Just a few days ago we received a comment from a customer who had recently traveled to China for a month. He says that when he arrived in China
“my data was disconnected then I asked a friend to buy data for me, he did and I enjoyed it until I was notified when my usage was at 90% and 100% and I was disconnected. Shockingly when I arrived in Botswana I found waiting for me a P50,000 bill for data roaming. I was told that when roaming Orange Botswana has no control over our usage. At the moment Orange Botswana is demanding payment, I am not only failing to pay but also think the outcome is unfair.”If you think P50,000 is a lot of money for some data roaming, then think again. We’ve heard of bills, much, much higher than this.
Last year a reader approached us with a nightmare story of a truly enormous roaming bill. Her son had travelled to South Africa and taken a Mascom 3G-enabled iPad with him. After he’d been there for about a week the Mum got a call from Mascom warning her that her son had already built up P20,000 in roaming charges and suggesting she tell him to switch it off. Startled, she did exactly that and he stopped surfing immediately but that wasn’t the end of the story. Their bill for the iPad’s holiday to SA arrived at the end of the month and was for a jaw-dropping, staggering, heart attack-inducing P280,000, all for one week of web surfing.
Obviously the first thing they did was demand a detailed bill from Mascom that justified this astonishing amount of money. No luck, that was impossible. All Mascom could say was that they’d received a massive bill from Vodacom and it was up to the customer to pay it.
It turned out that the problem was that the son had been an area where Mascom’s preferred roaming partner, MTN, didn’t offer a signal so he’d innocently connected to Vodacom instead, not realising that the data download cost was something like 20 times higher with Vodacom than with MTN. This was sorted out in the end, when Mascom did the decent thing and only charged them the original P20,000 they warned them about. That’s still a fortune but they understood that their son had downloaded a large amount of data before being asked to stop. But it’s a lot better than P280,000.
To be fair both Mascom and Orange will tell you, if you ask them, that you should consider switching your data roaming off if you travel abroad but I don’t think they do nearly enough. They can’t give you any indication of quite how expensive it can be.
For instance Orange say on their web site that the rates “vary for each destination country and for each mobile operator where we have more than 1 Roaming agreement in a country. Our Roaming coverage is continuously expanding and it is important for subscribers to get in touch with us to confirm whether Roaming is available at their country of destination and the applicable Roaming rates.”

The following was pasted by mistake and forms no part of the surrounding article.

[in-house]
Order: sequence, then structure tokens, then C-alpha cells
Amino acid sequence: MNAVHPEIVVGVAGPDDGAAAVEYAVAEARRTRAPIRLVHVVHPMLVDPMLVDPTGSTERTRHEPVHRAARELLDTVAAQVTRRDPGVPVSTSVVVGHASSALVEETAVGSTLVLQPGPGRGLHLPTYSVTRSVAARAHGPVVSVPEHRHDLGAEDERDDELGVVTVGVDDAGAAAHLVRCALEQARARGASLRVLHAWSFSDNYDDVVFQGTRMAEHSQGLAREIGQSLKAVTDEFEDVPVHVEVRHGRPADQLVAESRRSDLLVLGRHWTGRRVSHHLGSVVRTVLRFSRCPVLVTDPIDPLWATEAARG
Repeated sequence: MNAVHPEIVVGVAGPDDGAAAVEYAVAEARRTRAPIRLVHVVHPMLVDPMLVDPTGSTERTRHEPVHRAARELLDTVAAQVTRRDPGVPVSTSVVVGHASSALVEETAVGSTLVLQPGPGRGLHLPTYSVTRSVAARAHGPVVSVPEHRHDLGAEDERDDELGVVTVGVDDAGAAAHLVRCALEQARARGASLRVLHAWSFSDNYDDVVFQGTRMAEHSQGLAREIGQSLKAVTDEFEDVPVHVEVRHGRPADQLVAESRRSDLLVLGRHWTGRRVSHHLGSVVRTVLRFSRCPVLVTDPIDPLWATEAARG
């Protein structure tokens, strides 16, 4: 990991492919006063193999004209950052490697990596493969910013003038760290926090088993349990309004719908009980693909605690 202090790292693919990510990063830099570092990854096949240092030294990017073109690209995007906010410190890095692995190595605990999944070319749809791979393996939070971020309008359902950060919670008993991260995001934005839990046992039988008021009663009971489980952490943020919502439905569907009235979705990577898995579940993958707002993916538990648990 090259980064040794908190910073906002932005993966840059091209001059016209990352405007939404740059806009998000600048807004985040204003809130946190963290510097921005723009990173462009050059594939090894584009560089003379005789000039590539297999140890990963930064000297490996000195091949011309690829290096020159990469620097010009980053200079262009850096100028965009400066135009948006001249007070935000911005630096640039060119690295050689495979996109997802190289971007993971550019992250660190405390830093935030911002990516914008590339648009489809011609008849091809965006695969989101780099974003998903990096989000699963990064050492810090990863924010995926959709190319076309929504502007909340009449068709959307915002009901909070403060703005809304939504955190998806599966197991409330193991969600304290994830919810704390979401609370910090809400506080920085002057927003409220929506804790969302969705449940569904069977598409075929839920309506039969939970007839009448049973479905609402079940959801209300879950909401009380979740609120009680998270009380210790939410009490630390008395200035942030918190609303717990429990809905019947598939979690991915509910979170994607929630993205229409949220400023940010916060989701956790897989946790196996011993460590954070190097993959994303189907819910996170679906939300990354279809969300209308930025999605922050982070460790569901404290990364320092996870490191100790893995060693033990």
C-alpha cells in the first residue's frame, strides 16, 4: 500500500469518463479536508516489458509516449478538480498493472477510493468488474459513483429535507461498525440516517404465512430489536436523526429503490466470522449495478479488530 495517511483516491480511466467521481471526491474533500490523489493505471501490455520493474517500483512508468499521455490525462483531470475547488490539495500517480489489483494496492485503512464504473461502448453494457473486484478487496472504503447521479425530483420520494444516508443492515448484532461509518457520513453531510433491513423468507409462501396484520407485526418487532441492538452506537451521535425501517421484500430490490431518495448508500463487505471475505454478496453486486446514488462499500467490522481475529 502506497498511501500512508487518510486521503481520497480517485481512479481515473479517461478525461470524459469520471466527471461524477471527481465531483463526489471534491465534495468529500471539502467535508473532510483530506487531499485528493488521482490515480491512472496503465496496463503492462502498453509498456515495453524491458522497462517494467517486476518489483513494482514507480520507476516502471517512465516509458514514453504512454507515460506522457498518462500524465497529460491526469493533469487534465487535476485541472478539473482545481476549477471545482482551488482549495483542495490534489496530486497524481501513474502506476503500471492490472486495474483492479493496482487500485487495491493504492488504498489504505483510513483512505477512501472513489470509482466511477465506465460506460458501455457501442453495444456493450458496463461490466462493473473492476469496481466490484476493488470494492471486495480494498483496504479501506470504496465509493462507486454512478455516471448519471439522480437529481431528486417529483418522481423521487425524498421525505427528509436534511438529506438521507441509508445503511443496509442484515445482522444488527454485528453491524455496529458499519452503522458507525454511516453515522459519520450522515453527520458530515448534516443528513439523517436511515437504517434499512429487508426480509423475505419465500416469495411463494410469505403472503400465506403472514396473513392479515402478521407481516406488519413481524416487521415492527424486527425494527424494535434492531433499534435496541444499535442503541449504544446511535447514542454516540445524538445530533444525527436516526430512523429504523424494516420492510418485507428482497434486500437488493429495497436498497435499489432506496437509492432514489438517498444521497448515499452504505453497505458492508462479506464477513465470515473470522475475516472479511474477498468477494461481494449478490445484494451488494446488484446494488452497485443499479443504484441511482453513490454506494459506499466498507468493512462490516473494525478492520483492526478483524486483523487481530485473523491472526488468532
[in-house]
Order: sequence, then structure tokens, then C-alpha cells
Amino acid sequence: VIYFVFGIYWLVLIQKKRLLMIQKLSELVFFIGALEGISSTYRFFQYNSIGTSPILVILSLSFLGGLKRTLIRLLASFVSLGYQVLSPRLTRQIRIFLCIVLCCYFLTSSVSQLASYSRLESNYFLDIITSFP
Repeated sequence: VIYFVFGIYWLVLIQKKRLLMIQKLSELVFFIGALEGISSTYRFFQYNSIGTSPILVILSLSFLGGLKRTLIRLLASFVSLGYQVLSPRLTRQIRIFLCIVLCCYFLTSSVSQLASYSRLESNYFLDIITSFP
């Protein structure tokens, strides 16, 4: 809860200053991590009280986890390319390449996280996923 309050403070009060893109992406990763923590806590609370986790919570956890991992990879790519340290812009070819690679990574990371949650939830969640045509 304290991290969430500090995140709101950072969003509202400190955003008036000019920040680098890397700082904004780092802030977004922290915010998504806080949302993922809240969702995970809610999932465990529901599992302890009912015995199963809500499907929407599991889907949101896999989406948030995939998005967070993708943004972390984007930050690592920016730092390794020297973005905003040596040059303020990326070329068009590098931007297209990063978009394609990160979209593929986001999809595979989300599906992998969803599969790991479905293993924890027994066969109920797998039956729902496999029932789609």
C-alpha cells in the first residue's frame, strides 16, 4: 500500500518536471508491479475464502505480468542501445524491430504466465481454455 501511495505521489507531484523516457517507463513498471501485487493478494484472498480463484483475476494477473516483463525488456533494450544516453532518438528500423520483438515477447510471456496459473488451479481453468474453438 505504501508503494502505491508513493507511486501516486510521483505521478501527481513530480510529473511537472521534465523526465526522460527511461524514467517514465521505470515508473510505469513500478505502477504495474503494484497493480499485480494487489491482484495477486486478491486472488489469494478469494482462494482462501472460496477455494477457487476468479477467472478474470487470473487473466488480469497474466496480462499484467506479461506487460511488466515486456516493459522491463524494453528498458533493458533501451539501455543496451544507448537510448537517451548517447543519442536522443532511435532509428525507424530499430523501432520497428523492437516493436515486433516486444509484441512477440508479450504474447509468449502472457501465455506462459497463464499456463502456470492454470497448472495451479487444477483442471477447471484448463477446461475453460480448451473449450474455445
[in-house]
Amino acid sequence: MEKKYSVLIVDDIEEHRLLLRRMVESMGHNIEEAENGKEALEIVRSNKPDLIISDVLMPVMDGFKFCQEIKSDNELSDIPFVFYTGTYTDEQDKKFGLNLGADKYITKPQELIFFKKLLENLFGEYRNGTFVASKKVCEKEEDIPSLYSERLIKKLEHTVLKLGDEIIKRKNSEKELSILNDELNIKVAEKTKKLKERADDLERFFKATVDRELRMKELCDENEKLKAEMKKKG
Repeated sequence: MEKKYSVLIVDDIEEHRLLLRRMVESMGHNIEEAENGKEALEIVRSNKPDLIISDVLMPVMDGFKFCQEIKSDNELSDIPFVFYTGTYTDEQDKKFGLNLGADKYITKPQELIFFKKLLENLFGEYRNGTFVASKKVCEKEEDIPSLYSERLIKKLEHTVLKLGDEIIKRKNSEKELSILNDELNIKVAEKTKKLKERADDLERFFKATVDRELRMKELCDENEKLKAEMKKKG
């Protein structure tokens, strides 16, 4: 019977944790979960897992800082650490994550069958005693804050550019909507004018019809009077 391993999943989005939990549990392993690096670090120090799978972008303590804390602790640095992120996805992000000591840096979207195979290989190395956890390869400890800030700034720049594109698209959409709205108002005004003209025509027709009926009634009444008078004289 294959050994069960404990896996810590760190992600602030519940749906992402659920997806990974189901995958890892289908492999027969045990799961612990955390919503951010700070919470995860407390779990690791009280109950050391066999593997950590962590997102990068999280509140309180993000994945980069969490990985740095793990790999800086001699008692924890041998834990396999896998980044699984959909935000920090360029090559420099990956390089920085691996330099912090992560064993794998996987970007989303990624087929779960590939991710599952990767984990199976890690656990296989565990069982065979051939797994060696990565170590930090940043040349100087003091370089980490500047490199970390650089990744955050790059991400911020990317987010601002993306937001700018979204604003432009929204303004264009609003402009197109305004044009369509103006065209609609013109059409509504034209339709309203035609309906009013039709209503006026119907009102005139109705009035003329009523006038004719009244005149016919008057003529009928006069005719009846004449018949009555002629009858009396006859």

So I did. I called the Orange call centre and asked them what the rates were per megabyte if I went to South Africa and roamed with either MTN or Vodacom. The news was bleak. After over 10 minutes on hold they confirmed that the rate with Vodacom was a massive P45. If I connected to MTN they had no idea what it would cost me. They simply didn’t know.
Mascom show the data roaming rates for MTN (between P6 and P7 per megabyte) on their web site but give no clues about the price of data roaming with Vodacom.
When I called Mascom and asked them the same question they also confirmed what I’d found online. The data rate with MTN was up to P7, which the call centre operator was honest enough to describe as “very high”. When I asked about data using Vodacom the answer was actually very honest. “We’ve had instances where people can connect but the charges are actually ridiculous” I was told.
Previously when we’ve asked both Mascom and Orange have told us that “it’s quite expensive”, that they “don’t have specific charges” and “I can’t tell”, “we don’t know” and “I can’t find out.”
It’s simply not good enough. I don’t think it’s too much to ask for them to at least give us a clue what it will cost us if we try and pick up our email or surf the web when we’re away from home.
Meanwhile there’s a much simpler solution. Just don’t roam. Instead get a local SIM card in the country you go to and use that instead. If you absolutely need to use your Botswana number abroad only use it for receiving calls and make any out-going calls on your new foreign cellphone. A cheap cellphone will cost you P250 before you go (probably less in the country you visit ) and use that with your new foreign SIM card. I know in South Africa and some other countries you have to prove a local address when buying a SIM card but your hotel, guesthouse or host will lend you their address if you ask them nicely.
I urge you to do this, it might save you a small fortune.
Meanwhile I think it’s time for Consumer Watchdog to write to the cellphone companies and their regulator, BOCRA about this, don’t you?